Year End

Quick Collaborate ’10 Update

Posted on 20-Apr-10. Filed under: Events, News, Procurement, R12, Year End |

The trip was quick, but I enjoyed getting a quick taste of Collaborate ’10.  Thanks to all those who attended my presentation bright and early on Monday morning.  I have uploaded the slides from my presentation here for reference:  Finally Federal!  Exploring Projects Release 12.1.

I was able to catch the FedSig meeting where I got my first chance to see the Contract Lifecycle Management (CLM) product live.  The presentation included a demonstration of core R12 Advance Procurement Suite (APS) functionality with the CLM features integrated in.  I thought the CLM demo team did a good job and certainly were well-versed in Federal (including DoD) Contracting business processes.  For anyone interested in CLM, be sure to get up to speed on the core R12 APS functionality available, which you could start doing now.  That will serve as a good baseline for understanding the additional features that the CLM product provides when available.  There is a good amount of documentation on R12 APS functionality available online and feel free to check out my Collaborate ’09 Presentation on the APS functionality I thought would be most relevant to the Federal Community.  CLM is said to be available “Calendar Year 2010”, when R12.1.3 is released.  The 12.1 Release Content Documents have been updated to include 12.1.3 features, which makes me think 12.1.3 may not be too far off, although the Procurement RCD doesn’t include anything about CLM.

I also attended another Projects Federal Accounting features session by Neeraj Garg of Project Partners, where I picked up a few pieces of info that I hadn’t figured out yet on the R12.1 projects functionality.  He did a great job.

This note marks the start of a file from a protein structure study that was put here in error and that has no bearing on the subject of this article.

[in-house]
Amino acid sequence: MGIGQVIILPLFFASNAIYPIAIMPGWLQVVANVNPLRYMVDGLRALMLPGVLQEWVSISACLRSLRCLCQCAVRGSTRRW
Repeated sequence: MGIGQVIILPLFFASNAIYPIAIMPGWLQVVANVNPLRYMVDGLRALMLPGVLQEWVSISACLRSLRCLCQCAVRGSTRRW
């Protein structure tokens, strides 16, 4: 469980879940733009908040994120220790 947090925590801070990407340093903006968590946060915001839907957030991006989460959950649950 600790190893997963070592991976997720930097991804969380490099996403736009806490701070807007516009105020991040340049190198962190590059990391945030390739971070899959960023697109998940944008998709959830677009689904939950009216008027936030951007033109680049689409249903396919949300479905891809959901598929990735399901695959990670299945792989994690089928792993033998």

It was evident from the Cliff Godwin Oracle Apps Strategy Session & the Financials Road Map Session, that Oracle is going to start turning up the pressure to upgrade from 11i10.  Extended support for 11i10 ends in 2013 and Oracle is strongly suggesting to get moving on the R12 upgrade planning/execution.

Another quick nugget: there are a few new pieces of Federal functionality planned for 12.1.3 as documented in the updated Financials 12.1 RCD (Note: 561580.1).  It looks like the Federal Year-End process is being enhanced to better support Pre-Closing Entries and some enhancements to the CCR integration functionality are included.

Read Full Post | Make a Comment ( None so far )

Treating Budgetary Accounts as Balance Sheet Accounts for Year-End Rollover

Posted on 23-Oct-08. Filed under: Funds Control, Year End | Tags: , |

In-case anyone might have missed it, Oracle has provided functionality to streamline the Federal year-end process a bit.  Oracle released patch 5200606 in June 2006 that allows for budgetary accounts to be automatically rolled over (just as asset & liability accounts have always been) as part of the year-end.  This mitigates the necessity of running the Carry Forward Budgetary Account Balances process or a Mass Allocation (what we had to use prior to the Carry Forward Budgetary Account Balances process existence), which essentially created a large journal of offsetting debits/credits in the first period (this is often has been setup as an adjusting period in the calendar definition) of each fiscal year (FY).  This new balance sheet treatment of budgetary accounts seems to save time and eliminates one of the year-end process steps.  I’m familiar with two agencies who have done this in production: National Endowment for Humanities (NEH) & Small Business Administration (SBA).  NEH seemed to be the first as they identified Bug 6620773 (fixed in patch 6753414).  I recently helped SBA just a bit with it for this latest year-end and it works well (there were a few other non-related issues that complicated things just a bit though!).  We are also planning to use this functionality for USAF DEAMS.  Documentation on the functionality/process is available in metalink notes: 373163.1 (, 373649.1 (, the above Bug/Patch & the R12 Fed Financials User Guide speaks a little bit to it.